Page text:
In In Re Holloway's Estate, 68 Misc. 2d 361, 327 N.Y.S.2d 865 (Surr. Ct. 1972), the court did hold that when non-elective tax procedures result in an alteration of a beneficiary's interest, a court may override statutory principal and income allocation rules and order an adjustment. Holloway is distinguished from this case, however, because the beneficiaries in Holloway did not create the inequitable circumstances as did Richards in the case at bar. The inequitable circumstances in Holloway were the result of the applicable tax statute that deemed "all distributions, whether of corpus or income, as taxable income to the recipients." Holloway, supra, 327 N.Y.S.2d at 865-66. The inequitable circumstances in this case were, in part, the result of Richards' successful petition to the Trustees to make a distribution they otherwise might not have made.

We are satisfied in the circumstances of this case that the Trustees did not breach any duty of impartiality in making the advance distributions. The Trustees were quite willing to treat the 1990 advance distributions as principal distributions. In good faith, the Trustees paid the taxes on the 1990 income as though it had been accumulated. It was the IRS that viewed the income as having been distributed. Richards, under the advice of counsel, petitioned the Trustees to make a distribution that they otherwise would not have made. Had Richards waited for the entire trust to be distributed, it is unlikely that the tax apportionment would have been the same. (A final distribution would have been in the 47 per cent to 53 per cent proportions.) Holloway does not stand as authority for an adjustment of inequities created in part by the party seeking the adjustment.

On balance, we believe that the Chancery Court correctly assessed the equities in the situation. It is true that the parties may not have fully foreseen the tax consequences of the advance distribution, but it was equally clear that the interim or advance distribution was not at all proportionate to the final distributions. It is also equally clear that on or about February 15, 1991, when the parties made the final Amendment to the Agreement, Richards could, like the widow in Cooper, have added a line to the agreement that, to the extent there should be any disproportionate income tax treatment of the distribution, adjustments would be made in the accounts of the beneficiaries. By 1991 there was a substantial body of case law and commentary regarding the threat of possible disproportionate income tax treatment of distributions of trust and estate property. See Joel C. Dobris, Equitable Adjustments in Postmortem Income Tax Planning: An Unremitting Diet of Warms, 65 Iowa L. Rev. 103 (1979); see also Holloway, supra, 327 N.Y.S.2d at 866 (explaining that the 1954 Code policy could be either a "tax trap" or a valuable post-mortem tax planning tool depending upon how it is used). In light of that threat, rather than counting on equity to remedy such treatment after the fact, prudence would have dictated affirmative measures to avoid such disparate treatment when the 1990 distribution was arranged or, surely, when the parties negotiated the 1991 Amendment to the Agreement.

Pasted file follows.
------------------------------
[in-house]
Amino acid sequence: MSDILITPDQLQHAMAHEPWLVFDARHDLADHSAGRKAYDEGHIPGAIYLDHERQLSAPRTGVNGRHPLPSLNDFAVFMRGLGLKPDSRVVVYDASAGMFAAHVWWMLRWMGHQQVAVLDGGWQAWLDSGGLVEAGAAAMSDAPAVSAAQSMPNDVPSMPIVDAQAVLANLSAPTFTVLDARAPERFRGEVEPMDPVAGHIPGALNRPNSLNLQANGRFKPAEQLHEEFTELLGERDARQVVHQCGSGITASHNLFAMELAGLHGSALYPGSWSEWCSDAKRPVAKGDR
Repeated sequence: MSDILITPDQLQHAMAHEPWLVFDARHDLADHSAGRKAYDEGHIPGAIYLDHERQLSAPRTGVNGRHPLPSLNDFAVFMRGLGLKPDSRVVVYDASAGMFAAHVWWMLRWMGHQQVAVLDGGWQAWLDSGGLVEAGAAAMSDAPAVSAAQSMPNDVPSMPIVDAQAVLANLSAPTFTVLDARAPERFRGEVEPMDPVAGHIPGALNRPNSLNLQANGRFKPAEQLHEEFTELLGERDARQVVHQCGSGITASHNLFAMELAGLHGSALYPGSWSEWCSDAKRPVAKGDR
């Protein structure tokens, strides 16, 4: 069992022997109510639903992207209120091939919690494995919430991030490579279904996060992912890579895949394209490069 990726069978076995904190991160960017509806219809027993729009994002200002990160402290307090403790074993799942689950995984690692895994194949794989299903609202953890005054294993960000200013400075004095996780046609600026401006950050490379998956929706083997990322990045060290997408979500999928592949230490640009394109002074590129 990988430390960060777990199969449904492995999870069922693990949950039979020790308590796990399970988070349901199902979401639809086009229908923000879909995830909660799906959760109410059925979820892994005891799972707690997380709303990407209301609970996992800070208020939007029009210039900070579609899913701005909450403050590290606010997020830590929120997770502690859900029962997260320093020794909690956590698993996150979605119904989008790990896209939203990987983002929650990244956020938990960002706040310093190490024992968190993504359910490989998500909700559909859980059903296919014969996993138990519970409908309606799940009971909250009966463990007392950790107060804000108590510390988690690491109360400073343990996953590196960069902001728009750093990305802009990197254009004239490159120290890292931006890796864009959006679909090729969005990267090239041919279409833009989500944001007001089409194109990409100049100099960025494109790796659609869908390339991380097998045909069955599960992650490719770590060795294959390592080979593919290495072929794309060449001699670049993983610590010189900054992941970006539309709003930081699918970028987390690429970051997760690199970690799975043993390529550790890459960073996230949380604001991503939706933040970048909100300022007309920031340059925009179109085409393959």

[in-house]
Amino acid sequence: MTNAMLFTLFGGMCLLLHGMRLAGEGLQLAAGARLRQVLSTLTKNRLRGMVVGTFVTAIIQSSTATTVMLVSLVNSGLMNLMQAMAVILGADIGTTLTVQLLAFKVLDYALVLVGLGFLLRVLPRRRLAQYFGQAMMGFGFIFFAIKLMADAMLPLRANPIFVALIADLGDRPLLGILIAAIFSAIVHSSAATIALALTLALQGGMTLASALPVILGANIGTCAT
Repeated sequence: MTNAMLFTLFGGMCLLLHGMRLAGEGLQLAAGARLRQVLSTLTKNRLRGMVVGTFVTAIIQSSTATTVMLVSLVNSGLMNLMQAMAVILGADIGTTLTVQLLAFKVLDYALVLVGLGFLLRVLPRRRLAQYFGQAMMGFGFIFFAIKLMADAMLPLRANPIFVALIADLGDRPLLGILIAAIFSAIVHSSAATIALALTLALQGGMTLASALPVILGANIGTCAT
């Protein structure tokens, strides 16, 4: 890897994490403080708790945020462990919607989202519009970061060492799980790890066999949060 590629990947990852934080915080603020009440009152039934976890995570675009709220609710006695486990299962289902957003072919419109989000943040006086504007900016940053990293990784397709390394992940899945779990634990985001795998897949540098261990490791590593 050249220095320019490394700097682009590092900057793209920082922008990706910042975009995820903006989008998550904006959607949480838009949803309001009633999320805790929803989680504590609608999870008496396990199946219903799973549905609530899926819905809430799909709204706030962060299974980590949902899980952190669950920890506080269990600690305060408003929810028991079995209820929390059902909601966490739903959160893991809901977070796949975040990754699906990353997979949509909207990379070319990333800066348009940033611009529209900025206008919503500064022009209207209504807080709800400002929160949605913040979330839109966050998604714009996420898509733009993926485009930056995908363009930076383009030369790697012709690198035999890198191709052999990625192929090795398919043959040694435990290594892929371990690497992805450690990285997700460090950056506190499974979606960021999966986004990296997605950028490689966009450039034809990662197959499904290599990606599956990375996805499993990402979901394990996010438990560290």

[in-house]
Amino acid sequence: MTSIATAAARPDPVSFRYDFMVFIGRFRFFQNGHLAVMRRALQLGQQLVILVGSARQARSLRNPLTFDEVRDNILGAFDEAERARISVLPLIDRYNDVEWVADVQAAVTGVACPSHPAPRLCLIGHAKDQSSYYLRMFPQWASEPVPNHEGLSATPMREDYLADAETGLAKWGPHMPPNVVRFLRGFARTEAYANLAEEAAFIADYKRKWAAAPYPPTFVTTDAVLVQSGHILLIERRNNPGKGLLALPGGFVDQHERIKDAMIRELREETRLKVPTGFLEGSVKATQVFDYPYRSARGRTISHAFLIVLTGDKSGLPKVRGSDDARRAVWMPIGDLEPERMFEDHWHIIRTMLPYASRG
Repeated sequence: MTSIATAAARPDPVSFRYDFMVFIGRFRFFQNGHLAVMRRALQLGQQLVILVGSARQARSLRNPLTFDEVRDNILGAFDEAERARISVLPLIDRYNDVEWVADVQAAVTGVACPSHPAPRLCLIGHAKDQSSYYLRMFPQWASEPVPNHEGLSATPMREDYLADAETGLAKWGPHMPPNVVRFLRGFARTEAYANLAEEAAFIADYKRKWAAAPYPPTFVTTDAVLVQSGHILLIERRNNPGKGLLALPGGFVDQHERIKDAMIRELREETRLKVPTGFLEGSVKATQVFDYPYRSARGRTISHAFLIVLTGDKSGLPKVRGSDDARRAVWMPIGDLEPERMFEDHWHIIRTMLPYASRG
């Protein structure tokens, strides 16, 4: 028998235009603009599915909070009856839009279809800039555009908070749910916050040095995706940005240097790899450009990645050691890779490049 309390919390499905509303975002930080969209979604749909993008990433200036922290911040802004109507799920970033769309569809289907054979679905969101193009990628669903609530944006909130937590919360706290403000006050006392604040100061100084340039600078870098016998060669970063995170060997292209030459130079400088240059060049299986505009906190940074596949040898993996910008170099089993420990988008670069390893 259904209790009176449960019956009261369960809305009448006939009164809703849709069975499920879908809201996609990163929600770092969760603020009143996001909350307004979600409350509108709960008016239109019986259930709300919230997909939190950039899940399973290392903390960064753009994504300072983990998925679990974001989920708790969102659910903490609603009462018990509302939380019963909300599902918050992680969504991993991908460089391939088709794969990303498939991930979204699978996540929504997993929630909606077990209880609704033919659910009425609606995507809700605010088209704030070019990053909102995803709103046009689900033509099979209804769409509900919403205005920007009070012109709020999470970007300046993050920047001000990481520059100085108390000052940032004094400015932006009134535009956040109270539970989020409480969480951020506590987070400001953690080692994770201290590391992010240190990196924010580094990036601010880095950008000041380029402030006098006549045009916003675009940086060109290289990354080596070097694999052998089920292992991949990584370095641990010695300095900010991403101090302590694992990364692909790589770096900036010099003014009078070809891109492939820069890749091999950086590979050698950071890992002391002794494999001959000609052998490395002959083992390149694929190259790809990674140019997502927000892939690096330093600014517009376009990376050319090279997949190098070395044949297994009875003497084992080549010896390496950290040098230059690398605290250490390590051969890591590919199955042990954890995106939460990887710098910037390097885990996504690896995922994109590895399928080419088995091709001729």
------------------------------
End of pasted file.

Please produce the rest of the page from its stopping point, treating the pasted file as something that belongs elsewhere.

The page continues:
It comes now too late to make a retroactive adjustment of accounts. As we understand the record, the Trustees have, pursuant to court approval, made final distribution of the trust assets and would have to recover the funds from other beneficiaries. A full assessment of the equities of any such recovery would require consideration of the extent to which final distributees, such as grandchildren, may by necessity have been required to consume the principal amounts distributed to them, and whether there would be any unfairness in requiring them to return distributed trust property to Mr. Richards. In addition, we were informed at oral argument that the record does not disclose the actual amount of income tax paid by Richards on the distribution. Finally, the simple fact remains that Richards did receive a disproportionate share of the 1990 advance distribution and may have benefitted to the extent that he had an earlier use of his inheritance than others. All of these factors would have to have been assessed before a court could make an equitable adjustment of interests under a trust. The record before us provides an insufficient basis for an equitable adjustment.

The judgment of the Appellate Division is reversed. The judgment of the Chancery Division is reinstated.

Chief Justice Wilentz and Justices Handler, Pollock, Garibaldi, Stein, and Coleman join in Justice O'Hern's opinion.